• Public voices concerns to school board again

    Monday’s school board meeting saw a smaller crowd than prior gatherings, but those who attended had a lot to say when it came time for guest comments.

    Larry Adamson was the first to approach the podium and his focus Monday was on Horizons Academy, where he worked until the end of the school year.

  • NCS brainstorming sessions taking place

    Playing of off concerns identified at a series of meetings last week, Nelson County Schools is continuing summer efforts this week with brainstorming sessions.

    “We’ve generated a lot of ideas,” Superintendent Anthony Orr said.

    Some have been critical of the meetings on social media, saying things like “too little, too late,” or calling the process a “smokescreen” to distract from problems.

    But Orr says he believes the district will see some short-term gains to start, and work its way to long-term approaches.

  • NCS teachers re-evaluate school culture

    Five Nelson County Schools teachers, along with Superintendent Anthony Orr, came together Thursday morning to discuss ways to improve school culture for the last day of town hall meetings during the week.

    The main topics of the meeting were establishing a consistent culture across schools and making sure everyone — teachers, students and parents — feel valuable to the school system.

    “Am I just doing this paperwork to check a square or is it really going to be important?” asked Col. Donna Lucchese, a teacher at Nelson County High School.

  • REMINDER: Nelson County School Board Meeting change

    As a reminder, the Nelson County Board of Education's regular June meeting was rescheduled for Monday, June 19 at 6:30 p.m. The meeting will be held at the Central Office, 288 Wildcat Lane in Bardstown. The agenda for the meeting as sent to media has been posted below. Brainstorming sessions for the district will also kick off on Tuesday, June 20 at 10 a.m. and 6 p.m. at Old Kentucky Home Middle School. Tuesday's session will focus on student/school safety.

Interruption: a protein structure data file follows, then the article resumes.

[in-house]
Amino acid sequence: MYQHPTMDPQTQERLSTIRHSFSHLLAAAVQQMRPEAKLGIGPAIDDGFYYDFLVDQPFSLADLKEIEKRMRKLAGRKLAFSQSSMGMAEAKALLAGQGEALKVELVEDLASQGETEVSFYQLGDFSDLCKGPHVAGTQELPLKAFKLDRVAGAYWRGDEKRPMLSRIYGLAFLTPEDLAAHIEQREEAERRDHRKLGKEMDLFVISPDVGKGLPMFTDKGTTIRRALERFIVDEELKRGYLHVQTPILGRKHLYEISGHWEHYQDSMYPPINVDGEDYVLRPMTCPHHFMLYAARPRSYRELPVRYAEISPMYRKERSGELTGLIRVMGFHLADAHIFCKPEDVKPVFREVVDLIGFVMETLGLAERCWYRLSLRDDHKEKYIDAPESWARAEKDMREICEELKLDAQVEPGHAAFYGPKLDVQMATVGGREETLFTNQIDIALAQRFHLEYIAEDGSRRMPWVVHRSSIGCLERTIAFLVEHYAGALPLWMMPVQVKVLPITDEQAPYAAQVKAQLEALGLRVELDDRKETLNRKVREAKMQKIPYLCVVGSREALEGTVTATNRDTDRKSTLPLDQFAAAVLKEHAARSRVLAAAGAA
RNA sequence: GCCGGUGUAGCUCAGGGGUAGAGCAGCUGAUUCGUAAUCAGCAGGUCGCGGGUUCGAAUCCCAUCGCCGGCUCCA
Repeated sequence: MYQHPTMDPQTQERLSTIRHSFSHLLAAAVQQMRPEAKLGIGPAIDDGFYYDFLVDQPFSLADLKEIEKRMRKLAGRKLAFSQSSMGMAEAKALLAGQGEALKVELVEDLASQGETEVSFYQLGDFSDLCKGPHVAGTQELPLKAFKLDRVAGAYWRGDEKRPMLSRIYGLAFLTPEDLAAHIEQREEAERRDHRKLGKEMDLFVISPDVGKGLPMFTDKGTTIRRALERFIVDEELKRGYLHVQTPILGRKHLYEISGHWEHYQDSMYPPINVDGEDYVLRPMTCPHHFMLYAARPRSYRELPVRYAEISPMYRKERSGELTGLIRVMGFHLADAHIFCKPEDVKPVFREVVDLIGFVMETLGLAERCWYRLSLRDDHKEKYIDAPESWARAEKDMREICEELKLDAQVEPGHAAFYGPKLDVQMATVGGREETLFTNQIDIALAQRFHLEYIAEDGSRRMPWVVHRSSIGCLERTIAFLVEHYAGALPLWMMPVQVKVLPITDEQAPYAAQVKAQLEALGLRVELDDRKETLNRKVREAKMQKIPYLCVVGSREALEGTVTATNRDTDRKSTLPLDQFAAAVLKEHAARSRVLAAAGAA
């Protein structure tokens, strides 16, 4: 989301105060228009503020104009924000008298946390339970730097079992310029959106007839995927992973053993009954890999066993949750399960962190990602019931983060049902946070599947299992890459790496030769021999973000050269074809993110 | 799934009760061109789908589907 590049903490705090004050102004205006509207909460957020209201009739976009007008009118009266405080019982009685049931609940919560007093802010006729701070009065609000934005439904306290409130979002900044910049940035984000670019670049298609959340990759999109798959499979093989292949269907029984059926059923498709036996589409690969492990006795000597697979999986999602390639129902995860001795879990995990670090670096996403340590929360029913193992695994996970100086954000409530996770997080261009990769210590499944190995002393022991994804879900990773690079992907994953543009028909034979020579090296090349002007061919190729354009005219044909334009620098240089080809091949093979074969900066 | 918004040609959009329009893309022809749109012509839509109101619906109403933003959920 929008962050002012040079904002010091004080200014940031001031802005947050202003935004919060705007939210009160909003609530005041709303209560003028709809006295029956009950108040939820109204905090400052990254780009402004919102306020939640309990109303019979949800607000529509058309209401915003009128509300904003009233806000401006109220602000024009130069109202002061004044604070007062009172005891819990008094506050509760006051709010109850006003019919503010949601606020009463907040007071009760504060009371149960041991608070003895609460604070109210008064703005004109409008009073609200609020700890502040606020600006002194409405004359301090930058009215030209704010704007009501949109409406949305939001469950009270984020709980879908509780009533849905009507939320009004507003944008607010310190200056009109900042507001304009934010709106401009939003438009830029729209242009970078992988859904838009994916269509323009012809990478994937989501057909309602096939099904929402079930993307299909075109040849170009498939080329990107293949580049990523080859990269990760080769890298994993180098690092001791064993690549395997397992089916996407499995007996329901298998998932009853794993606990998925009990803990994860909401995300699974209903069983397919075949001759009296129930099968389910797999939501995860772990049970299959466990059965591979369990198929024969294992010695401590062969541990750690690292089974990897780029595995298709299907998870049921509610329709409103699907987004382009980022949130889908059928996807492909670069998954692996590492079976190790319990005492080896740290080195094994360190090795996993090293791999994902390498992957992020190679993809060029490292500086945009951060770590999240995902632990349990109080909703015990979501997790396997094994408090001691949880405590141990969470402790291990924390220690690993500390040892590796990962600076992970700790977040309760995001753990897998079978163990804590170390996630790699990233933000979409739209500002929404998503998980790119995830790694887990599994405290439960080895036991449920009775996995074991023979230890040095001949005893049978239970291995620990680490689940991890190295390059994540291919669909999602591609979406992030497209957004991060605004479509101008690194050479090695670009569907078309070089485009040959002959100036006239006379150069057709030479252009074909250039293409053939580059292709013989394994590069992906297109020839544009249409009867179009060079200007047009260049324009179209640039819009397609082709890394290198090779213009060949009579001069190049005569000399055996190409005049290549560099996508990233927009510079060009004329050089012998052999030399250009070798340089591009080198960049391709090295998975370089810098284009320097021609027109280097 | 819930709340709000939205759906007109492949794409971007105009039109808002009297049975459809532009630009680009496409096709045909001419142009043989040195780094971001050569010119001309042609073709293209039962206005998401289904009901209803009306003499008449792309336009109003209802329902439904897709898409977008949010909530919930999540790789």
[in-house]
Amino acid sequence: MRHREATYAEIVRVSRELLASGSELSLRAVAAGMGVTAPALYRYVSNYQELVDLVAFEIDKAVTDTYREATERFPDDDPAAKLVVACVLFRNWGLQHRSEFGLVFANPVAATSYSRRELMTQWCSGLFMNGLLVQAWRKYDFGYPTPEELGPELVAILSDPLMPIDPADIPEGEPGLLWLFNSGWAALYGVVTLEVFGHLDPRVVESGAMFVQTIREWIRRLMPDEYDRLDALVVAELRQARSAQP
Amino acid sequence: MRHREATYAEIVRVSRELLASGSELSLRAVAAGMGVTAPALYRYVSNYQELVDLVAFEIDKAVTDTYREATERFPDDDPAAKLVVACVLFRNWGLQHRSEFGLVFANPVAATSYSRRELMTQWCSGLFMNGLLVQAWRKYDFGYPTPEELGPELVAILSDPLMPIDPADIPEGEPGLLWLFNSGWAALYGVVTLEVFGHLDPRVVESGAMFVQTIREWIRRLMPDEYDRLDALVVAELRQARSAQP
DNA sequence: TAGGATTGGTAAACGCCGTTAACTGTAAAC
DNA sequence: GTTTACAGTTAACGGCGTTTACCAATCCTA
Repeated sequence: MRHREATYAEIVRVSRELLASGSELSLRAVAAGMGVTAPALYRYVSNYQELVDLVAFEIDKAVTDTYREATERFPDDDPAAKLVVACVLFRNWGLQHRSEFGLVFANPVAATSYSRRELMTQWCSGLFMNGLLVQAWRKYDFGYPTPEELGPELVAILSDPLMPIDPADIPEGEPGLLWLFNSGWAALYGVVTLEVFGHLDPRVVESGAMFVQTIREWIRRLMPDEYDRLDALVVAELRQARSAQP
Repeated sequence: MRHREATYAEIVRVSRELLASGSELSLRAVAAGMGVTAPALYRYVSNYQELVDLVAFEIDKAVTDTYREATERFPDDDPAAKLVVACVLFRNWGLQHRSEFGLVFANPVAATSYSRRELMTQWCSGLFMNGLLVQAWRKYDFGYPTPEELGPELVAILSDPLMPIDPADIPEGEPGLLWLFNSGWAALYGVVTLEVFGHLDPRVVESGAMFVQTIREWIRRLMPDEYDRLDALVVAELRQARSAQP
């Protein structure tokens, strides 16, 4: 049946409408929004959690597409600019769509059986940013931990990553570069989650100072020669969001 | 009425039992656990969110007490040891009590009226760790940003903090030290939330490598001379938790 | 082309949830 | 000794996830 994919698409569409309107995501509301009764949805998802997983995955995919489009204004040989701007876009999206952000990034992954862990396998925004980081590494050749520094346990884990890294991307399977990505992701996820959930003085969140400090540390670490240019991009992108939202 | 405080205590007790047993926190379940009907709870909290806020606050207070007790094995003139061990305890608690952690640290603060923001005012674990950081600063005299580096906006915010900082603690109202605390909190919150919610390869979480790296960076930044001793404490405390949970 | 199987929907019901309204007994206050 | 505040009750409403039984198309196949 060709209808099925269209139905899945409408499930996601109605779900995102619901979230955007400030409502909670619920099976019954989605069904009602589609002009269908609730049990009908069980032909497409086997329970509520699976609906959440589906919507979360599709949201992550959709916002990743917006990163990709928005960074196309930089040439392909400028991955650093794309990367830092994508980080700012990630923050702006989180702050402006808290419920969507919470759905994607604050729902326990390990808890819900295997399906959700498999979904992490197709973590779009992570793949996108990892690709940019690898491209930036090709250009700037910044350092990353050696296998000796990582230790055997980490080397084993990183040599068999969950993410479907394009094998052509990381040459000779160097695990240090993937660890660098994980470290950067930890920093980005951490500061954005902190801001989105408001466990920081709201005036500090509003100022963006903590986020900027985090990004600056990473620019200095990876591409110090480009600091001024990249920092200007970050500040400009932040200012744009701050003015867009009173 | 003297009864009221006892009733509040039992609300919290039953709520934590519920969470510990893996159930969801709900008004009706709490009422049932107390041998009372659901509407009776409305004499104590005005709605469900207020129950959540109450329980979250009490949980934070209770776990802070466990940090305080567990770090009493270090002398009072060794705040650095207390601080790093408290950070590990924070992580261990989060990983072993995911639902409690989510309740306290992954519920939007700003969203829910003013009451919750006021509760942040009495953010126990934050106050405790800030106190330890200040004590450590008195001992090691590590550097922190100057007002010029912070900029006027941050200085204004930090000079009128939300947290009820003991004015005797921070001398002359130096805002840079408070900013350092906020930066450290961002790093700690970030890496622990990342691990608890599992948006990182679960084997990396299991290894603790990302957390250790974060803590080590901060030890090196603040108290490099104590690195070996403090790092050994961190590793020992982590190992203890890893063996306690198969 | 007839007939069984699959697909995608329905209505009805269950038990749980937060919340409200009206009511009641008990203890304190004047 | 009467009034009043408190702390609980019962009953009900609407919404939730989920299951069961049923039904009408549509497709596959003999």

Nelson County Regular
    June 19, 2017 6:30 PM
    Central Office

  • An ‘unspoken’ connection

    Talking to the wall or trying out three accents for one phrase might not appear normal to the everyday observer, for but for members of the Bethlehem High School Speech Team, it’s just another part of practice.

    Since being revamped about four years ago by coach Jenny Neel, the Bethlehem High School Speech Team has shown tremendous progress in the region, state and nation.

  • Classical learning with Christ at the center

    Come August, some local families will be exploring a new educational setting for their kids as the Unitas Honor Academy opens its doors for its inaugural year. The new private school on Bloomfield Road is small and still finalizing its formation, but the staff’s mission is to provide classical Christian education and a familial atmosphere.

    “We are really excited to bring this to families who seek something like this,” said Andrea Hutchins, who is opening the school with her husband, Jeremy.

  • ‘Listening sessions’ held for Nelson County Schools

    A few dozen participants turned out Tuesday for the first in a series of meetings introduced by Nelson County Schools this summer, which district officials say will be used to help address concerns in the coming school year. Representing teachers, parents and students, the crowd met at Thomas Nelson High School for morning and evening sessions that began with the topic of safety in schools.

    “What brings us here is a common interest,” said Superintendent Anthony Orr, who opened the meetings before turning them over to facilitators and participants.

  • The bond of love we have with our pets

    Billy Holland

    religion columnist


    Within two weeks of each other, my son and daughter-in-law took both of their dogs to the vet to end their suffering. Juno and Bishop were so loving and gentle. They were rescued a few years ago, but sadly, they both had recently been diagnosed with cancer. It’s very difficult to go through this, but our sincere love and respect does not to want to see them suffer.

  • Friends earn matching National Merit Scholarships

    Mary Ann Downs knew exactly what her son needed to do to get the best college scholarship possible.

    “When I got into high school, my mom said, ‘The goal for you is to try to get a National Merit scholarship,’ ” said Davis Downs, a recent Bethlehem High School graduate who received a $500-per-year National Merit scholarship after being named a finalist. Danny Manion, another Bethlehem student and Downs’ friend, earned the same scholarship.

  • Teens continue hospital volunteerism with summer assignments

    Maggie Piles and Lydia Sandefur straightened their ID badges and smoothed their shirts as they headed to their assigned locations. Piles sorted through books as she waited for patients to come to the third-floor activities room. Sandefur cleaned up a vacant infusion room at the cancer center.

    Most days the tasks are simple, but the summer volunteer opportunity is important for the hospital.